The images evoked by Vermont Coronel Jr. are stencil-based. The artistic program he abides in is one of punctiliousness. Vermont uses the stencil technique of slicing details of one image through several sheets of paper – each matrix containing lines that effect dimensionality particular only to the use of multiple planes. These strata are positioned to gain the image, and sometimes they act as frames that are spray painted through. The exhibition Dream/World puts together two forms of Vermont’s practice – the cut-outs superimposed on one another; and the canvas works achieved by several of these matrices that distinguish which bridge of a line and which hue from a negative space would create depth to this otherwise flattening medium of aerosol and paper.
Vermont started his practice in the urban landscape itself and Dream/World is his second solo show, ironically, outside “the streets”. This exhibition follows his monumental venture in The Drawing Room’s Project Stage of this year’s Art Stage Singapore. He debuted both his experiments in scale – the canvas a towering three by five meters; and the use of colors that contrasted from his typical monochromatic scenes. His new series proceeds with this juncture as he unravels sites of mystery in pigment and webs of lines in which an unfamiliar map of the city percolate through.
Graffiti in origin, Vermont’s works subsists on cartography at odds with the structures of navigating the city we have inherited. Beneath the flux of a pedestrian’s everyday there are places that have fallen through the cracks – like miniscule beams from billboards across foliage that they cradle between them (“Location No. 3”). Vermont reveals the view when we could have only looked up or behind: an uneven, teetering ruin of a building being demolished manually (“Location No. 8”); a grotto behind a mountain of trash (“Location No. 6”); or a go-go bar which glamour has fallen into destitution (“Location No. 1”) and currently perseveres as roof for the homeless amongst its new neighbouring cantina that serves other kinds of deprivation.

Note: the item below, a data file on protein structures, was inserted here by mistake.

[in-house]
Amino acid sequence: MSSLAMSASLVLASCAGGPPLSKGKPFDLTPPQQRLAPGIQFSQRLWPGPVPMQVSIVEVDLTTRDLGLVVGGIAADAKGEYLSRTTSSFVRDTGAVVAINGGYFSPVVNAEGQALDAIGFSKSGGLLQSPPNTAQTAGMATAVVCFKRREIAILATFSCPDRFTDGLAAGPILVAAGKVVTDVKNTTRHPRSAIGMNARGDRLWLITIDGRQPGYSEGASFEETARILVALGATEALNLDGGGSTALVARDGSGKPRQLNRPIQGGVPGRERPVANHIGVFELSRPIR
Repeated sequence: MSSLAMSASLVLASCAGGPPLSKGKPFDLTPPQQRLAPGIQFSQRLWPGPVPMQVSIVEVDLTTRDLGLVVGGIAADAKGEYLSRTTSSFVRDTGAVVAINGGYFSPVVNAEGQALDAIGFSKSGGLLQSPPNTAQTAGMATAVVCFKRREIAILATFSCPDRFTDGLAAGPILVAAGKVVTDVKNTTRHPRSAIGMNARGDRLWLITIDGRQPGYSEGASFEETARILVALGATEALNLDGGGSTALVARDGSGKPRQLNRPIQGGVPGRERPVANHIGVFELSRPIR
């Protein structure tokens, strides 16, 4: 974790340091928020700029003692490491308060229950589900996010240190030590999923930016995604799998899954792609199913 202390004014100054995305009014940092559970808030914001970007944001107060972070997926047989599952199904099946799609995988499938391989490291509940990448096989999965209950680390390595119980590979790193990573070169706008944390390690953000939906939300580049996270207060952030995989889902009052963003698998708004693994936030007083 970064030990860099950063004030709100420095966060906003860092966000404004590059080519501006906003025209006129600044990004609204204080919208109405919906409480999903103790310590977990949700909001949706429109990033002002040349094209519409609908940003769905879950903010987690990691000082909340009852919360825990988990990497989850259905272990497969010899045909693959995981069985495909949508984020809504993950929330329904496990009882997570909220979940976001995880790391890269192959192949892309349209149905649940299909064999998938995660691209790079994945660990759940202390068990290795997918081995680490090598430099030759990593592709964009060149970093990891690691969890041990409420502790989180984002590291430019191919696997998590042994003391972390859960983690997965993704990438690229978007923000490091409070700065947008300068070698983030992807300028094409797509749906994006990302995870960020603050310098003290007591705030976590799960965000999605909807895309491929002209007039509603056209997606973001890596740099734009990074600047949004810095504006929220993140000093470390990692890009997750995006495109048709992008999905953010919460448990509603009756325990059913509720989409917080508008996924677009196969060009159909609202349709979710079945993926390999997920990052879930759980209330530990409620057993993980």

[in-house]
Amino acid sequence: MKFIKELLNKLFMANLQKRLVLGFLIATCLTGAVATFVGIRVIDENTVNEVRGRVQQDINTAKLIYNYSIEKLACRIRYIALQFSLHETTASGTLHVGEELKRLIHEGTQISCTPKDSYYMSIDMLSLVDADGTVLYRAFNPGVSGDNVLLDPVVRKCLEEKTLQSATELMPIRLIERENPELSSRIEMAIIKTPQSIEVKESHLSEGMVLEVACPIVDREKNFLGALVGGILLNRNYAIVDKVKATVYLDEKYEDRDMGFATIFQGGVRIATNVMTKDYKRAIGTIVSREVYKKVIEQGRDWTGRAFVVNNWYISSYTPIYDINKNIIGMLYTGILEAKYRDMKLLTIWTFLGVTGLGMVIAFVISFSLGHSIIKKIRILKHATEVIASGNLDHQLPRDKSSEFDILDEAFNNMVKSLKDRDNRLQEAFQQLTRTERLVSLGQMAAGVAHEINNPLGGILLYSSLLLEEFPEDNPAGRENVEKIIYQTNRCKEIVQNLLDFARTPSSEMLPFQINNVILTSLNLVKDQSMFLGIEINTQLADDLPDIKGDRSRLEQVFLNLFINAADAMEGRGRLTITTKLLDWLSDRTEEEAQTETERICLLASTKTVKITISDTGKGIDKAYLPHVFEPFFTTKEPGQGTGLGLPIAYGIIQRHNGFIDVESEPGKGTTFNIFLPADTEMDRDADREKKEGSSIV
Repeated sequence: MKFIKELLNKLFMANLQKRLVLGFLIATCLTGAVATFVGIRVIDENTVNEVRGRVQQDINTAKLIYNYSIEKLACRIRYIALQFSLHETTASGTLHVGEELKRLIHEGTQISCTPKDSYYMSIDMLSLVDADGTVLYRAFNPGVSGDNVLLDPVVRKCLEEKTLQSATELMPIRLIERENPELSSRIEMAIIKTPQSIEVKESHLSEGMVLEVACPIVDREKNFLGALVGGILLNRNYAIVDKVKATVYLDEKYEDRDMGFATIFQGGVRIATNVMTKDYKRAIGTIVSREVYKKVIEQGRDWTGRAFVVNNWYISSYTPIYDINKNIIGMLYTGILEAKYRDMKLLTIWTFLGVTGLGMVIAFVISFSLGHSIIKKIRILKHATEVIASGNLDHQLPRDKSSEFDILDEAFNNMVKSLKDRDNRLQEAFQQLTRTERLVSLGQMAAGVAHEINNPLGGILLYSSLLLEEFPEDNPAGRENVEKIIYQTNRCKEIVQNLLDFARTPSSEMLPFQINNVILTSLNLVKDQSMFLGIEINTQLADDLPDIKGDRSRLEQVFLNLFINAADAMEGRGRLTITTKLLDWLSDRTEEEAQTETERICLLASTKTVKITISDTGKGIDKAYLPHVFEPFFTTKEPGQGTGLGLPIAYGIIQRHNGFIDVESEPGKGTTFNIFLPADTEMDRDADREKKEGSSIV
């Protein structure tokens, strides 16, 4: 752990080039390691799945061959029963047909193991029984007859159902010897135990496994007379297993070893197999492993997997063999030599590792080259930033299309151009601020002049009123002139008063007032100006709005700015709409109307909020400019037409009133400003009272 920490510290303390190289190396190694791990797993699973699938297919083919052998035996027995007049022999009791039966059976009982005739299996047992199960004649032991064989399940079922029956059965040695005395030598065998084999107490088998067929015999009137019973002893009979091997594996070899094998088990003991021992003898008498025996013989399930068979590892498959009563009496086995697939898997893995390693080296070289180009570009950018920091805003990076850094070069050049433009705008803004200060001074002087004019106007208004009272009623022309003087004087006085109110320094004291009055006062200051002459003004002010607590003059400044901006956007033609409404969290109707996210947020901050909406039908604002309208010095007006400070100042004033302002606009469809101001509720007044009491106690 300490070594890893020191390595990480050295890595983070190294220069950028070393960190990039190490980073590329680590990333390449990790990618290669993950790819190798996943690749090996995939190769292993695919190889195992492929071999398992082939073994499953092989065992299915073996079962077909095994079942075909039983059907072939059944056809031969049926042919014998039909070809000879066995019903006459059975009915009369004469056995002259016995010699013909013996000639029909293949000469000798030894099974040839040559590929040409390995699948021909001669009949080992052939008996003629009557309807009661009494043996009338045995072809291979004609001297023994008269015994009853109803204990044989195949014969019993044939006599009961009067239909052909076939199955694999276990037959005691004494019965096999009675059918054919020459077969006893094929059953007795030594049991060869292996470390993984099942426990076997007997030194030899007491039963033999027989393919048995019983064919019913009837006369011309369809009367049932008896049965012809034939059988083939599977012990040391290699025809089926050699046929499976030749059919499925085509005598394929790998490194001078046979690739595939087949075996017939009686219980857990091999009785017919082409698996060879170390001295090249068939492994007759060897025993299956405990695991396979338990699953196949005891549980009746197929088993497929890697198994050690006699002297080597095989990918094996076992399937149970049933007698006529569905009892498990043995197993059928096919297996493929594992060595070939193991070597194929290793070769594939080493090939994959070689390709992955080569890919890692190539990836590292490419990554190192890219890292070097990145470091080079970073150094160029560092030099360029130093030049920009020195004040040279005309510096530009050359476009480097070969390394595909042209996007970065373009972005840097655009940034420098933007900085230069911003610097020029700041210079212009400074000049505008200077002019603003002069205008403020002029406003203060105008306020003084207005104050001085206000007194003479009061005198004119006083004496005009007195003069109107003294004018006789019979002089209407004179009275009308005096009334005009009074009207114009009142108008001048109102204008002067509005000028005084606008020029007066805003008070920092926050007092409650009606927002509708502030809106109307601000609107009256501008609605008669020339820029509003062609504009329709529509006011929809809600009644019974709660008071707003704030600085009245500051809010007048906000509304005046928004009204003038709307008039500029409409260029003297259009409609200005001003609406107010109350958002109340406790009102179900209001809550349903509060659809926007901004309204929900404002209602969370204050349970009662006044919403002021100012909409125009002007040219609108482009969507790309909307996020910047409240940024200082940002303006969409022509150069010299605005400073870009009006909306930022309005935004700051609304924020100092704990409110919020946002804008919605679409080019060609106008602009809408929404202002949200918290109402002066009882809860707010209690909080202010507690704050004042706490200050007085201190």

Taking its cue from this bar, Dream/World is about lost Arcadias – places that the City has misplaced from its accustomed terrain at the same time they are locations that function as invisible cities themselves. They are the white elephants in the urban landscape, awkward in an inert disintegration – their complete demolition long overdue; a blot to the language of progress demanded of cities. Still they continue to be unseen to the eye that traverses past daily. As if it is a subversion for them to be acknowledged, because seeing such places allows them to manifest. And it is through eyes of flaneurs such as Vermont (but a flaneur on a bike!) that we recall them – where is that, exactly?; do they exist, really?
While these other places in the city recalls the marginalia of its existence, they too suggest another domain. These spaces, with their element of barricade (a wall with intricate relief: “Location No. 4”; a solid iron gate: “Location No. 6”), implicate a diachronic reality. In imagining all their states together – in the past; presently; the overgrowth of the new cities over these structures – a timeline is wrought in the midst of the strangeness of them seeing to exist outside of time. They have become post-apocalyptic.
To prove the otherworldly and heterotopic quality of the places Vermont chose to portray in Dream/World, these sites carry the anecdote of either sheltering a small community of vagrants or none at all – a circumstance ironic to the growing population of homeless in Metro Manila. Even to the displaced, these plots of land refrain from betraying themselves into the familiar landscape. Through Vermont we are granted access, further beckoning us to proceed a little slower and look a little closer.